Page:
The new meaning of “Dad Rock”
When Louis Epstein earned his Ph.D. in historical musicology, he knew he wanted to work at a small teaching college. Ideally, one with a welcoming community where he and his wife could raise their growing family.
“My wife Maggie is a Carleton alum, so we already knew Northfield really well,” Epstein says. “This was actually a top destination among the places where we could have landed.”
He joined the faculty of the Department of Music at St. Olaf College in 2014 and began to meet others living in the Way Park neighborhood — including at a fateful barbeque where he first met Carleton College Associate Professor of Philosophy Daniel Groll.
Epstein and Groll connected immediately on their musical interests, wry sense of humor, takes on fatherhood, and the one thing that irked them both: children’s music. As indie music fans, they had trouble finding artists they felt good about listening to with their kids. Everyone, it seemed, could agree on Raffi, but after that not much could satisfy the tastes of the whole family.
So, to fill a void in the greater catalogue of children’s music, they started writing their own songs. In 2018, the best friends, dads, and seasoned musician/performers teamed up to form Louis and Dan and the Invisible Band. By February 2019 they had released their first self-titled album.
“One big reason we started doing it is because we both had songs we were singing to our kids,” says Groll. “I really liked the idea of my kids having a record of those songs — and in this case now literally having a record. I sort of get warm and fuzzy when I think about them having it when they’re old and when I’m old and then for their kids.”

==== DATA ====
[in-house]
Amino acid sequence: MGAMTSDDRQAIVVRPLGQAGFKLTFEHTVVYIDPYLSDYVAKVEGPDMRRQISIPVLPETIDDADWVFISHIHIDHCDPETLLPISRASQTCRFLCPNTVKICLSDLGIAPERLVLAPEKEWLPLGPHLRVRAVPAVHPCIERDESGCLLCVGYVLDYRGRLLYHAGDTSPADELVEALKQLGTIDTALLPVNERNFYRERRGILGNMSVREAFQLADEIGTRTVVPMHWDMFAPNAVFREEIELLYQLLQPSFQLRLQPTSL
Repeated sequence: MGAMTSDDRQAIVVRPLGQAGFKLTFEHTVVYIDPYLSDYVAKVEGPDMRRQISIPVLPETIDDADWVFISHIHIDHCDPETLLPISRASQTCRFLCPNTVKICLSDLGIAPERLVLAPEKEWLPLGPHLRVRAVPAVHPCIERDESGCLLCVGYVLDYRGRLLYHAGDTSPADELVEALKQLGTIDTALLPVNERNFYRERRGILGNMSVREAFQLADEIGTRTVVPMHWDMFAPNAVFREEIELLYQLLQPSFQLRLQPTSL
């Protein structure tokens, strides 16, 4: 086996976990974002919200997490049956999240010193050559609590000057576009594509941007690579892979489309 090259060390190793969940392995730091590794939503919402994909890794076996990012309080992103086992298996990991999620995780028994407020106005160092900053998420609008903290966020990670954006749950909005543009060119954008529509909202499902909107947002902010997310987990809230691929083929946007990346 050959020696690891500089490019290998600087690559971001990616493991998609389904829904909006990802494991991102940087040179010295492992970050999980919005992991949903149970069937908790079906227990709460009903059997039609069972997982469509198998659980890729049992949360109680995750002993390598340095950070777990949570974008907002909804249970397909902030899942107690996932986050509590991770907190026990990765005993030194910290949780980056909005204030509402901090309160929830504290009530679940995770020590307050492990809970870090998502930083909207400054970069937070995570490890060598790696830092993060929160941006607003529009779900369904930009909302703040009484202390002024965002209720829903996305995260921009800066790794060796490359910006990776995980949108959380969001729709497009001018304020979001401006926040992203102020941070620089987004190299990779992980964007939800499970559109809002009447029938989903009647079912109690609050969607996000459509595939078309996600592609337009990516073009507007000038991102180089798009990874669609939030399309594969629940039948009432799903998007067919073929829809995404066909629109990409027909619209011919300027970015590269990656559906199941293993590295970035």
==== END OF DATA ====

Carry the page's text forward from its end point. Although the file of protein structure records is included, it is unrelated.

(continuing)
Their first record is peppered with humorous songs like “Underwear Spaghetti” and “Hot Dog”; narrative fiction like “10m Diving Board” and “What Do Princesses Do?”; educational songs like “Rodents” and “Have You Got a Word?”; and comforting tunes like “Big Eared Boy” and “Cry My Baby.”
“I’m pretty influenced by musical theater so a lot of what I end up writing comes out sounding like musical theater,” says Epstein. “And then we tinker with it so that it doesn’t sound quite as much like musical theater anymore.”
They began performing regularly following their album’s release and so far they’ve played locally at Imminent Brewing and the Cannon River Art and Water Festival. In the Twin Cities they’ve played solo shows at Glam Doll Donuts and co-headlined at The Parkway Theater.
To close out the summer, they’re playing a show on August 23 at 10 a.m. at the Lake Harriet Bandshell, and they’ll join the lineup of bands playing at Camp du Nord Family Music Festival in Ely, Minnesota, August 30–September 1.
“We feel super lucky, my wife and I, to have ended up in Northfield because it’s a fabulous community,” says Groll. “One thing about living in a small town is that it makes the kind of thing we’re doing easier. Part of that is geographical. It doesn’t take us long to get places so we can literally come from our offices, do something that needs to be done, then go back to our offices in a way that’s just not possible in a big city.”
“Northfield also has a disproportionate number of creative people,” says Epstein. “We have musicians, visual artists, printmakers — there’s just a really lively arts community. And then there’s a lot of support here from the Northfield Arts Guild and the colleges.”
So, if on any given Tuesday, you hear a quirky refrain like “I like to keep spaghetti in my underwear” wafting from a house on St. Olaf Ave., rest assured it’s probably not President David Anderson ‘74. It might just be two musical professors (who happen to be dads) getting ready for their next family-friendly performance.
You can help fund the next album of songs from Louis and Dan, called “Let’s Imagine,” on IndieGoGo now through August 15, buy their first album Louis and Dan and the Invisible Band on Bandcamp, or keep up with their news and tour dates on Facebook.